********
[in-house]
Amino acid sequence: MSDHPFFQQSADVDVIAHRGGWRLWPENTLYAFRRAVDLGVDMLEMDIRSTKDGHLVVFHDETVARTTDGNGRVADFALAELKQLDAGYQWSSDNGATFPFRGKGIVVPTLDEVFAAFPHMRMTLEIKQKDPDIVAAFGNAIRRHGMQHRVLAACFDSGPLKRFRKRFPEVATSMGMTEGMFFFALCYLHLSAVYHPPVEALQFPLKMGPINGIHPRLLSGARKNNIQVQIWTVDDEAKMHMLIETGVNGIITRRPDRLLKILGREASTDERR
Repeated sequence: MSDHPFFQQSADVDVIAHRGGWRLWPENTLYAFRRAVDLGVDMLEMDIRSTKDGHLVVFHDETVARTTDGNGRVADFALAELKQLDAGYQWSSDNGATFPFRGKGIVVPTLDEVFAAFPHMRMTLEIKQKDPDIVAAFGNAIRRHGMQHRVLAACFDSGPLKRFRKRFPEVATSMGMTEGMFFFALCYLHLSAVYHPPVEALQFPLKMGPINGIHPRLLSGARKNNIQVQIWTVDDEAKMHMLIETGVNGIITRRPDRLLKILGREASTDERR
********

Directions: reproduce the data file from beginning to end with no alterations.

[in-house]
Amino acid sequence: MSDHPFFQQSADVDVIAHRGGWRLWPENTLYAFRRAVDLGVDMLEMDIRSTKDGHLVVFHDETVARTTDGNGRVADFALAELKQLDAGYQWSSDNGATFPFRGKGIVVPTLDEVFAAFPHMRMTLEIKQKDPDIVAAFGNAIRRHGMQHRVLAACFDSGPLKRFRKRFPEVATSMGMTEGMFFFALCYLHLSAVYHPPVEALQFPLKMGPINGIHPRLLSGARKNNIQVQIWTVDDEAKMHMLIETGVNGIITRRPDRLLKILGREASTDERR
Repeated sequence: MSDHPFFQQSADVDVIAHRGGWRLWPENTLYAFRRAVDLGVDMLEMDIRSTKDGHLVVFHDETVARTTDGNGRVADFALAELKQLDAGYQWSSDNGATFPFRGKGIVVPTLDEVFAAFPHMRMTLEIKQKDPDIVAAFGNAIRRHGMQHRVLAACFDSGPLKRFRKRFPEVATSMGMTEGMFFFALCYLHLSAVYHPPVEALQFPLKMGPINGIHPRLLSGARKNNIQVQIWTVDDEAKMHMLIETGVNGIITRRPDRLLKILGREASTDERR